After discussing the differences in content and scope between the original Dictionary of National Biography and the current edition, Collini has a little fun with the online edition's search engine:
Since this is still predominantly a compendium of men written by men, the right searches ought to yield some illumination about favoured male self-descriptions. Perhaps surprisingly, only 17 of our national heroes were 'all-round sportsmen', and only two had 'dashing good looks', but 'attractive to women' throws up a fascinating medley of attitudes among its 27 results. Some concentrate on the physical, such as the entry for Edwin Booth (1833-93, 'actor') – 'with dark eyes, long dark hair, romantic good looks, and a warm musical voice, Booth was attractive to women' – and some not, such as that on Marcus Cunliffe (1922-90, 'Americanist'), who is described as 'generous, relaxed, charming, urbane, vivacious, witty, playful and attractive to women'. Others excite more sympathy, such as Thomas Jones (1870-1955, 'civil servant and benefactor') whose agreeable qualities 'made him particularly attractive to women, especially after his wife's death'; one immediately senses a whole squadron of those female 'forceful personalities' steaming over the horizon. A bracing female perspective peeps through in the entry on Fanny Kemble (1809-93, 'actress and author') which refers to her unhappy marriage to Pierce Butler: 'He was clever and handsome – or at least very attractive to women,' which suggests burnt fingers veering towards cynicism on someone's part.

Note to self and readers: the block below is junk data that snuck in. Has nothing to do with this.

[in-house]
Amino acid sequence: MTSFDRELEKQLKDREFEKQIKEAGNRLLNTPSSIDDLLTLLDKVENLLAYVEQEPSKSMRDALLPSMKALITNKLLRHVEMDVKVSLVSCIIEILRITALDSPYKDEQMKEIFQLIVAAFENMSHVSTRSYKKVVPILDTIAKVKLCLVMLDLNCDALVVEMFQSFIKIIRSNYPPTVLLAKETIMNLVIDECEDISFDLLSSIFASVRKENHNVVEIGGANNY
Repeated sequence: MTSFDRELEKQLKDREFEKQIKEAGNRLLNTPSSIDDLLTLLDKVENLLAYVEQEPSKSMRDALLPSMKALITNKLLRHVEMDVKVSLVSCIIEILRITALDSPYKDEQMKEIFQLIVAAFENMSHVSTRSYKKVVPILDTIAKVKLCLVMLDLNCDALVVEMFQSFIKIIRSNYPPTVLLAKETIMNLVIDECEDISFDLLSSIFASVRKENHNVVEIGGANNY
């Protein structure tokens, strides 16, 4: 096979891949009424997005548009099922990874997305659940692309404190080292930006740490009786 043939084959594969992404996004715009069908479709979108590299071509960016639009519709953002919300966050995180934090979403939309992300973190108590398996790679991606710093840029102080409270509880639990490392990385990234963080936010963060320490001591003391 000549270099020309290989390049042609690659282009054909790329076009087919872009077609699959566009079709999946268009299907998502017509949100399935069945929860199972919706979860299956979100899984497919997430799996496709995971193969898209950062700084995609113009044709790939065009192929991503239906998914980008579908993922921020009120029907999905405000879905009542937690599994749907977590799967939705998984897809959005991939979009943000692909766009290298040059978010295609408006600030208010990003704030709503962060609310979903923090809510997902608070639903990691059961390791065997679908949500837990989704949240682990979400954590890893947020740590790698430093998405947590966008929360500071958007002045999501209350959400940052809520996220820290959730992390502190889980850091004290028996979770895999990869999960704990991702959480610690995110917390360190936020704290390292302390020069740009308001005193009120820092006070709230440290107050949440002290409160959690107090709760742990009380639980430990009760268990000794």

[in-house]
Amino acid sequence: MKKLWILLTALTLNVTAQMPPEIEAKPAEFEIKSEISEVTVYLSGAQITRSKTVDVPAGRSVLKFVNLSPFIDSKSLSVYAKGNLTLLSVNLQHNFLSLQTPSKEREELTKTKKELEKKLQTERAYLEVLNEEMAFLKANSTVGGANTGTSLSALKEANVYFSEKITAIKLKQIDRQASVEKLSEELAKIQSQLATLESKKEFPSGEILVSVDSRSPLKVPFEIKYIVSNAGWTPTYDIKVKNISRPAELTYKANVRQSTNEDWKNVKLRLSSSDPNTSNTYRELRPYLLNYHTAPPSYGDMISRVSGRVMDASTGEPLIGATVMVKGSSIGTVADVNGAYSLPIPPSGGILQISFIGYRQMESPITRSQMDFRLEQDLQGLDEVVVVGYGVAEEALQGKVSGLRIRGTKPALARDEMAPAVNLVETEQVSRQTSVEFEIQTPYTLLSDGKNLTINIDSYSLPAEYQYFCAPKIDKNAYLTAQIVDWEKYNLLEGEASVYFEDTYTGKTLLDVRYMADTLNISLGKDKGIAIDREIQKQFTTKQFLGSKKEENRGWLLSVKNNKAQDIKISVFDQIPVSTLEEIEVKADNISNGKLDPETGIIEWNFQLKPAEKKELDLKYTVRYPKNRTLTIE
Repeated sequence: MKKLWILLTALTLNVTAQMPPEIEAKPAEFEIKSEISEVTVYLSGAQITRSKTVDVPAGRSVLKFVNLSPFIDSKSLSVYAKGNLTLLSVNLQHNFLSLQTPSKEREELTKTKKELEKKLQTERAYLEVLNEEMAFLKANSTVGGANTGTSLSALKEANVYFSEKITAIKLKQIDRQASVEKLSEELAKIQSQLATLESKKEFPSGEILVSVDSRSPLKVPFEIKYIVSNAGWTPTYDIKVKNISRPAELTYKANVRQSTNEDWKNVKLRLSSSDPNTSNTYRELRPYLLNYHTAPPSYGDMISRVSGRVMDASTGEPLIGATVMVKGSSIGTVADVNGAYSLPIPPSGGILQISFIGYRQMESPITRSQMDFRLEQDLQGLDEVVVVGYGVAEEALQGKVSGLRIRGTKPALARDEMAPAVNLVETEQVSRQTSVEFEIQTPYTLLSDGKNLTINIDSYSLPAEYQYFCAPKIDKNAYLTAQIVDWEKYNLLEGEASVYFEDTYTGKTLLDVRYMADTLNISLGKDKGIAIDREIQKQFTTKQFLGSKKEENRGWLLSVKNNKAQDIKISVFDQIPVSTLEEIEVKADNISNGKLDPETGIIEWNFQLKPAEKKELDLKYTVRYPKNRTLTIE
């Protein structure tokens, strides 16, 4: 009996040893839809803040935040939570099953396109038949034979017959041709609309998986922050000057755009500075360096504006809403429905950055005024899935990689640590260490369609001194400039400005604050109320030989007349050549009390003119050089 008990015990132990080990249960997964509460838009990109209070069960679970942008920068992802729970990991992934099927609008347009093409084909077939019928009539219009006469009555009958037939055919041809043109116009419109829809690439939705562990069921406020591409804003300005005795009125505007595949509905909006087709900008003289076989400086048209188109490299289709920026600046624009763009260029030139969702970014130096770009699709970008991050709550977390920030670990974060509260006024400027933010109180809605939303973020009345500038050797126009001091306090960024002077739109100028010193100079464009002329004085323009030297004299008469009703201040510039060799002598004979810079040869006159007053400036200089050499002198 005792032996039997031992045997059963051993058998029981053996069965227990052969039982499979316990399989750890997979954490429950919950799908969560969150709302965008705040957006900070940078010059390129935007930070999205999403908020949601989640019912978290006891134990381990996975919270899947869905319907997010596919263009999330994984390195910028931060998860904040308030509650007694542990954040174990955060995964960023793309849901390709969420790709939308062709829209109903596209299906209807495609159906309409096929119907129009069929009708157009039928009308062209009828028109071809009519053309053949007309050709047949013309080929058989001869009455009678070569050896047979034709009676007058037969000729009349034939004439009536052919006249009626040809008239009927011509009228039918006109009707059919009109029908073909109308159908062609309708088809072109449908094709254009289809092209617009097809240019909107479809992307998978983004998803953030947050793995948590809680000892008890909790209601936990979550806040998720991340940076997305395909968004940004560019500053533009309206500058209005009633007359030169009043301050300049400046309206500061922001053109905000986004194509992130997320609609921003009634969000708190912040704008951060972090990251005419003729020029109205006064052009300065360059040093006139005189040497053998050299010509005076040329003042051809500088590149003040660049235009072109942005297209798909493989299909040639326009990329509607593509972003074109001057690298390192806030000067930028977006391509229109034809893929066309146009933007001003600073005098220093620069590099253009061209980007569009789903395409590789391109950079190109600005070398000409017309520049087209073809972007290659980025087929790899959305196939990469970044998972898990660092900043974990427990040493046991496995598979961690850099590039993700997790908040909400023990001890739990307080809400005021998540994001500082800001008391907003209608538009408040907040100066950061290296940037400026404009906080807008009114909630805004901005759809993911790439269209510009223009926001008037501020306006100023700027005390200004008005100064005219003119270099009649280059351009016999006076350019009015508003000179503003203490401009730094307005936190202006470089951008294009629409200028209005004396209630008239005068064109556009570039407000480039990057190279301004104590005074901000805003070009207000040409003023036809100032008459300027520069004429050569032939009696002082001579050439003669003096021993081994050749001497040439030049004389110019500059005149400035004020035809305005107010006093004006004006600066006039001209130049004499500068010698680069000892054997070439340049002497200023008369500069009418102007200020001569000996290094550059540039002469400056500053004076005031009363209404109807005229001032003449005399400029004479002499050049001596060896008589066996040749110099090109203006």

Naturally, with all these alpha males around, things soon get competitive, so within the space of a couple of letters we find not only that Edwin Landseer was 'especially' attractive to women, but that Lloyd George was 'immensely', Krishna Menon 'devastatingly', and a character in a G.A. Lawrence novel 'irresistibly' so. At first I had hoped that a scientific analysis of these posthumous personal ads would enable me to crack one of the mysteries of the universe, but all I learn is that it may help to be either quite short or quite tall or somewhere in between, to have either blue eyes or dark eyes, to be a good talker though also a good listener, to be witty but sensitive, courteous yet forceful, and, possibly, to be 'luxuriantly whiskered'.
A snip at just Â£7,500.00 for 60 print volumes, or a mere Â£4,550.00 at Amazon UK. (I wonder if that's the biggest cash discount Amazon UK offers on any print publication?)
No doubt within twelve months Endemol will be putting on a UK version of their latest bright idea.
Celebrity Sperm Race anyone?
[Via Mark Wants a Porsche]
Size of Wales provides a handy online calculator to help us cope with those all-important Television Units of Science. For when you absolutely, positively, need to know how many football fields that iceberg covers.
[Via not you, the other one]